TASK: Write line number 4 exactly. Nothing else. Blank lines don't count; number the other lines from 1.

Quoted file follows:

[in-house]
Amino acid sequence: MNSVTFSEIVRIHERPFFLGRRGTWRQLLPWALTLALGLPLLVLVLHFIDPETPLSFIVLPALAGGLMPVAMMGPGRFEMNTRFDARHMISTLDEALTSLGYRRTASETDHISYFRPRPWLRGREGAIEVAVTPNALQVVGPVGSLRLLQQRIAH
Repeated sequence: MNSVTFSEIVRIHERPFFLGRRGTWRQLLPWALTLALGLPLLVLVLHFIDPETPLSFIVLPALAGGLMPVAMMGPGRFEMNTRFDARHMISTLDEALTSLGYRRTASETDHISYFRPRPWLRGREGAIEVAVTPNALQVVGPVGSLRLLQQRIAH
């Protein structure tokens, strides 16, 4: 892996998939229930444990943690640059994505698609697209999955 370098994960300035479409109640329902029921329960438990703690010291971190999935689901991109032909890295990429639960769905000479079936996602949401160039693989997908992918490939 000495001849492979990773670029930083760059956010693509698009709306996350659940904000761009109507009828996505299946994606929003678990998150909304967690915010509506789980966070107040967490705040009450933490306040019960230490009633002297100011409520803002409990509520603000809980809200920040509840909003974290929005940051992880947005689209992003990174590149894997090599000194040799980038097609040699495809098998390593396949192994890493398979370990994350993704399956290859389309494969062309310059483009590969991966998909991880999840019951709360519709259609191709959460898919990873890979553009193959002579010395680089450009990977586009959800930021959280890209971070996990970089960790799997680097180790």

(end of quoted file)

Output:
């Protein structure tokens, strides 16, 4: 892996998939229930444990943690640059994505698609697209999955 370098994960300035479409109640329902029921329960438990703690010291971190999935689901991109032909890295990429639960769905000479079936996602949401160039693989997908992918490939 000495001849492979990773670029930083760059956010693509698009709306996350659940904000761009109507009828996505299946994606929003678990998150909304967690915010509506789980966070107040967490705040009450933490306040019960230490009633002297100011409520803002409990509520603000809980809200920040509840909003974290929005940051992880947005689209992003990174590149894997090599000194040799980038097609040699495809098998390593396949192994890493398979370990994350993704399956290859389309494969062309310059483009590969991966998909991880999840019951709360519709259609191709959460898919990873890979553009193959002579010395680089450009990977586009959800930021959280890209971070996990970089960790799997680097180790």